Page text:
Therefore, the officer was justified in searching the defendant in order to discover and seize any weapon. See Hughes v. State, Okl.Cr., 522 P.2d 1331, and the cases cited therein.
¶12 The defendant's last proposition in error contends that the following instruction, to-wit:
"Should you find from the evidence under the instructions, and beyond a reasonable doubt, that the defendant is guilty as charged of GRAND LARCENY after former conviction of a felony, you will so state in your verdict, and it will then be your duty to assess the punishment therefor within the provisions of the law as set out herein; but if you do not find beyond a reasonable doubt, that the defendant has heretofore been convicted of a felony, as charged in the information, set out herein, then you will find the defendant not guilty of GRAND LARCENY, after former conviction of a felony, and it will then be your duty to assess the punishment for the crime of GRAND LARCENY with the provisions of the law set out in these instructions, and you will disregard that portion of the charge, alleging the commission of the crime `after former conviction of a felony.'
"However, if you are unable to agree upon punishment, after using your very best efforts to do so, so state in your verdict then you may leave the punishment to be assessed by the Court."
given by the trial court was erroneous and constituted fundamental error in that it gave the jury a "way out" before the jury even tried to discuss assessment of punishment.
¶13 In the recent case of Ray v. State, Okl.Cr., 516 P.2d 549, this Court held that the trial court committed reversible error in submitting the above instruction to the jury when the defendant had submitted a substitute instruction requesting that the jury assess punishment. However, in the instant case, the defendant failed to offer a substitute instruction requesting the jury to assess punishment and failed to present the issue to the trial court in his Motion for New Trial. The error is therefore waived. Shanahan v. State, Okl.Cr., 354 P.2d 780; and Neal v. State, Okl.Cr., 506 P.2d 936. In the instant case the trial court assessed punishment at eight years imprisonment. Considering that the defendant had previously been convicted of five felonies and the punishment assessed by the trial court was two years less than the maximum provided by law, it is our opinion that the sentence was not excessive. Therefore, defendant's last proposition is without merit.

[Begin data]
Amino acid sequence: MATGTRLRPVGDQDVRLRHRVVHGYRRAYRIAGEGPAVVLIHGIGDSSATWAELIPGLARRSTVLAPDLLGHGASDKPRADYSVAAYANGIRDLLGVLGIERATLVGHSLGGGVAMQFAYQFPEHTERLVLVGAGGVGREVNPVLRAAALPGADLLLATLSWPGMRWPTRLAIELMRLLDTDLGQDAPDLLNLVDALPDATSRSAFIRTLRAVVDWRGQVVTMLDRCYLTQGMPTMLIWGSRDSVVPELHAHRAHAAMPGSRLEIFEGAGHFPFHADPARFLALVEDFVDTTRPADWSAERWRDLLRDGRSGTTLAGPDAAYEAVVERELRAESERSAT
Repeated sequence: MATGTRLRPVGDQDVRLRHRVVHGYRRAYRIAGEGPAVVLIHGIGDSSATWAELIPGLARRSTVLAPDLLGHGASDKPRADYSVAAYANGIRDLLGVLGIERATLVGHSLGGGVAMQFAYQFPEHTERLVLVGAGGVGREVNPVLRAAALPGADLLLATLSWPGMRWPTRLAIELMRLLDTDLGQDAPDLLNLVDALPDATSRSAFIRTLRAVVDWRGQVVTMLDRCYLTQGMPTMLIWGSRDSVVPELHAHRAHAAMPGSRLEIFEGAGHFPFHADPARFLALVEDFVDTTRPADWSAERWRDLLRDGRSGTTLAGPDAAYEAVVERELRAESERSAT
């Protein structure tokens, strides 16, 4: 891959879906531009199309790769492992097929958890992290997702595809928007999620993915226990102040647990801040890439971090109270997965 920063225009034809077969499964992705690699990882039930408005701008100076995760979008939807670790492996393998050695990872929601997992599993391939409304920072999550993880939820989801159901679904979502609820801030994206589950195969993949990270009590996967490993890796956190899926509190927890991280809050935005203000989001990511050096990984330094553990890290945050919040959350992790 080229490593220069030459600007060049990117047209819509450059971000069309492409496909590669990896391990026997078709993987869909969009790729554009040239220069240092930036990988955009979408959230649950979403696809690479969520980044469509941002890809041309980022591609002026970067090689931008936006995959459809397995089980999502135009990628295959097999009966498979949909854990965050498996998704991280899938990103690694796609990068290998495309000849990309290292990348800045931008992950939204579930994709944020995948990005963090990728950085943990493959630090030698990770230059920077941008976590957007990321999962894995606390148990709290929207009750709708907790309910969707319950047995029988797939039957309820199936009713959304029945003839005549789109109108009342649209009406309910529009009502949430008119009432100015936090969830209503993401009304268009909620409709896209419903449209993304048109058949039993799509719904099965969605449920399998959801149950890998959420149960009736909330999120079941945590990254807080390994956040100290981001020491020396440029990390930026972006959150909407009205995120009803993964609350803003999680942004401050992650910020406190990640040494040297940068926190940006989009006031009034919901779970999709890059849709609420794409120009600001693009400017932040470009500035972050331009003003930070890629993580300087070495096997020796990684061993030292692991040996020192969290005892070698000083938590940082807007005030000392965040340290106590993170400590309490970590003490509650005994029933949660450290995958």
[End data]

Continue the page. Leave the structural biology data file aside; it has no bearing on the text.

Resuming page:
¶14 It is therefore the opinion of this Court that the judgment and sentence appealed from should be, and the same is hereby, affirmed.
BRETT, J., concurs in results.
BUSSEY, J., concurs.